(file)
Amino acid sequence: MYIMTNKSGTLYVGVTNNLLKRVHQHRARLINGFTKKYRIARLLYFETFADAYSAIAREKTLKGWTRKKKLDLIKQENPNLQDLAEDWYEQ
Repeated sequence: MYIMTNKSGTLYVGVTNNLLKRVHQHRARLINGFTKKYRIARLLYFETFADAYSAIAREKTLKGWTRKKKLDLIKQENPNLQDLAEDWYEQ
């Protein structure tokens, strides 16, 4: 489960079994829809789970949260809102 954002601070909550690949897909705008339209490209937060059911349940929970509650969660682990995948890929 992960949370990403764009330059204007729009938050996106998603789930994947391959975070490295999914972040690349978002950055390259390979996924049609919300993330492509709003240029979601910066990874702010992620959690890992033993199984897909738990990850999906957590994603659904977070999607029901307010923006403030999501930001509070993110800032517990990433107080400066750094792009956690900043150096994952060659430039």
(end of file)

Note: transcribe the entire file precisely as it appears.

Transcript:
Amino acid sequence: MYIMTNKSGTLYVGVTNNLLKRVHQHRARLINGFTKKYRIARLLYFETFADAYSAIAREKTLKGWTRKKKLDLIKQENPNLQDLAEDWYEQ
Repeated sequence: MYIMTNKSGTLYVGVTNNLLKRVHQHRARLINGFTKKYRIARLLYFETFADAYSAIAREKTLKGWTRKKKLDLIKQENPNLQDLAEDWYEQ
């Protein structure tokens, strides 16, 4: 489960079994829809789970949260809102 954002601070909550690949897909705008339209490209937060059911349940929970509650969660682990995948890929 992960949370990403764009330059204007729009938050996106998603789930994947391959975070490295999914972040690349978002950055390259390979996924049609919300993330492509709003240029979601910066990874702010992620959690890992033993199984897909738990990850999906957590994603659904977070999607029901307010923006403030999501930001509070993110800032517990990433107080400066750094792009956690900043150096994952060659430039």